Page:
Tuesday, April 17, 2007

Texas Nipple Cactus (Mammillaria prolifera)

Texas Nipple Cactus
Mammillaria prolifera
(mam-mil-AR-ee-uh) (pro-LEEF-er-uh)

This Cactus was blooming at Wave Hill, this time in the Conservatory. It was in about 14 inch pot and it was loaded with flowers. It also looked very spiny. This one was quite attractive with the mix of the red fruits and the pale yellow flowers. I wouldn’t say that Wave Hill has a huge Cactus collection, far from it, but they do have a nice collection of the smaller growing varieties.

The 300 species of Mammillaria range from the Southwestern United States, Mexico and the Caribbean Islands. There are a few species native to South America also. There seem to be several sub-species under this particular name. There are 2,000 to 3,000 known Cactus species and according to Wikipedia they range in size from “the tallest, Pachycereus pringlei, with a maximum recorded height of 19.2 meters and the smallest, Blossfeldia liliputiana, only about 1 cm diameter at maturity”. I found the Wikipedia page on Cactus interesting and I picked up a few facts that I was unaware of before. Like this part about Cactus flowers, “most of them have numerous sepals (from 5 to 50 or more), and change form from outside to inside, from bracts to petals. They have stamens in great numbers (from 50 to 1,500, rarely fewer)”. Cacti are identified by several characteristics of their flowers. As Mark A Dimmitt says on this website from the The Arizona-Sonora Desert Museum: “To be a cactus, the plant must produce flowers with the following characteristics: many tepals (combined sepals and petals) that intergrade with each other; many stamens (usually hundreds), and numerous stigma lobes (rarely only three). If a plant lacks such a flower, it cannot be a cactus.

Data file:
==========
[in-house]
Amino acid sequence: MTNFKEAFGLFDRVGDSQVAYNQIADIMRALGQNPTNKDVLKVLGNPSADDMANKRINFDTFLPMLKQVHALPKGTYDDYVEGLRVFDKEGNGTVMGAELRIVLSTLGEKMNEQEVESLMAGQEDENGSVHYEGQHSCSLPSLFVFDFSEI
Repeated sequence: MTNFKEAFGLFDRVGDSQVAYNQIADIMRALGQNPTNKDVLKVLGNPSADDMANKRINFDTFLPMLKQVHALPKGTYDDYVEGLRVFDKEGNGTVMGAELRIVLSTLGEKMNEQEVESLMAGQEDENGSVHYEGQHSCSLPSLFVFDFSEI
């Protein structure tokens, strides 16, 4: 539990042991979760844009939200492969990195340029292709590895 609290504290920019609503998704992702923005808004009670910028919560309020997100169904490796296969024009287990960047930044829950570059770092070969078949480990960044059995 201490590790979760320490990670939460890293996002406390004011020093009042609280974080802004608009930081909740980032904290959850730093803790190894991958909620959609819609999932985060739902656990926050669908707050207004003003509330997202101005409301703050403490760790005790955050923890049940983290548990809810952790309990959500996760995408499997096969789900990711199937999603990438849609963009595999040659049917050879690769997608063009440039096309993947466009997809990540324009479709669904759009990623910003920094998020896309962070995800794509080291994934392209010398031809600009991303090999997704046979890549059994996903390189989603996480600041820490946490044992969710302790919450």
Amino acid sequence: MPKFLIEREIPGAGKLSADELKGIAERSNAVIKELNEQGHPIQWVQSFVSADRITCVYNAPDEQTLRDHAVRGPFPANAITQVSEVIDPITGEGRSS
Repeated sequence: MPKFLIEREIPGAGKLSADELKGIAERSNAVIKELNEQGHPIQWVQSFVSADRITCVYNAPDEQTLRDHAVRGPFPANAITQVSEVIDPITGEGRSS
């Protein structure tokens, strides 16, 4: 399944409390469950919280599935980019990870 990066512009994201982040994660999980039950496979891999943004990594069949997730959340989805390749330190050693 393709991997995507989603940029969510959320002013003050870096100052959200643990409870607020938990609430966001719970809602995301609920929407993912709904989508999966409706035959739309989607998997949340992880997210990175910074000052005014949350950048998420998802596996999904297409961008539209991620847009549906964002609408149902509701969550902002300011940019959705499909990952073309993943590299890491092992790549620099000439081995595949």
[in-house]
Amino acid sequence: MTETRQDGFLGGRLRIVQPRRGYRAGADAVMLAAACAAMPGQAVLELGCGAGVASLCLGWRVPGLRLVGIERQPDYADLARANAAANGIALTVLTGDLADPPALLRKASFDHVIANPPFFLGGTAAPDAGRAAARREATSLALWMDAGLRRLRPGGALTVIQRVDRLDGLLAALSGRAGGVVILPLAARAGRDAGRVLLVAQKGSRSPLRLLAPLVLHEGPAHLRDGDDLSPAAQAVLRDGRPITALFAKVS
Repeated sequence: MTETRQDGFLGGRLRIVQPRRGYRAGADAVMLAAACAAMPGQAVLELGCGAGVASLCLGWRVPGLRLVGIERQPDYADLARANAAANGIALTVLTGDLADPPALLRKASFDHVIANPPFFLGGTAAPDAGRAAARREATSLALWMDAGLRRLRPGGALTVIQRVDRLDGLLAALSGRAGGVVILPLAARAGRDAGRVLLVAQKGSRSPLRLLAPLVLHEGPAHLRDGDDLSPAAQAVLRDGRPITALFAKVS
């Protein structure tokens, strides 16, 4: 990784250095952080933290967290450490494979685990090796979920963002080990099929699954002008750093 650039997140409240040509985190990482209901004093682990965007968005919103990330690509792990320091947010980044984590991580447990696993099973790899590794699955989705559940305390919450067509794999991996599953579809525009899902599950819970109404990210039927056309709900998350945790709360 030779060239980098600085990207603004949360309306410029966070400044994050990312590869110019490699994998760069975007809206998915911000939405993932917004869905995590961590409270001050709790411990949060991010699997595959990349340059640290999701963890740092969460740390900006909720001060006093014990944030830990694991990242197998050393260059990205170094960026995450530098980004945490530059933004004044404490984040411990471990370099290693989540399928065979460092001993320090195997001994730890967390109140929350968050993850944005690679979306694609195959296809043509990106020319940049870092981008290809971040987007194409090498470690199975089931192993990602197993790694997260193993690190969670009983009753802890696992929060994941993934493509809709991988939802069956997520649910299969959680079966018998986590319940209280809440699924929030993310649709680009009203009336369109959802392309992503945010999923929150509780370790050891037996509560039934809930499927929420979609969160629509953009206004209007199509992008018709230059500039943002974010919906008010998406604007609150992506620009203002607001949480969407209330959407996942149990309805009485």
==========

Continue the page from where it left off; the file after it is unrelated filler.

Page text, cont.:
Well that was an epic rainstorm we had here on Sunday. It rained most of the day Monday but not like Sunday night. I think we ended up with about 8 inches (20.32 cm) of rain. Luckily the winds weren’t as bad as they said. There were several rivers that ran out of their banks and a lot of roads were closed. It was one of the biggest storms to hit this area in a long time. When I went down the big hill I live on there were several cars floating around in the middle of Federal Road. I am going to see what the rain did to the gardens tomorrow. I am ready for a lot of erosion.

Synonyms: Mammillaria prolifera subsp. prolifera, Mammillaria stellaris, Mammillaria pusilla, Neomammillaria prolifera, Chilita prolifera


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Tere said...

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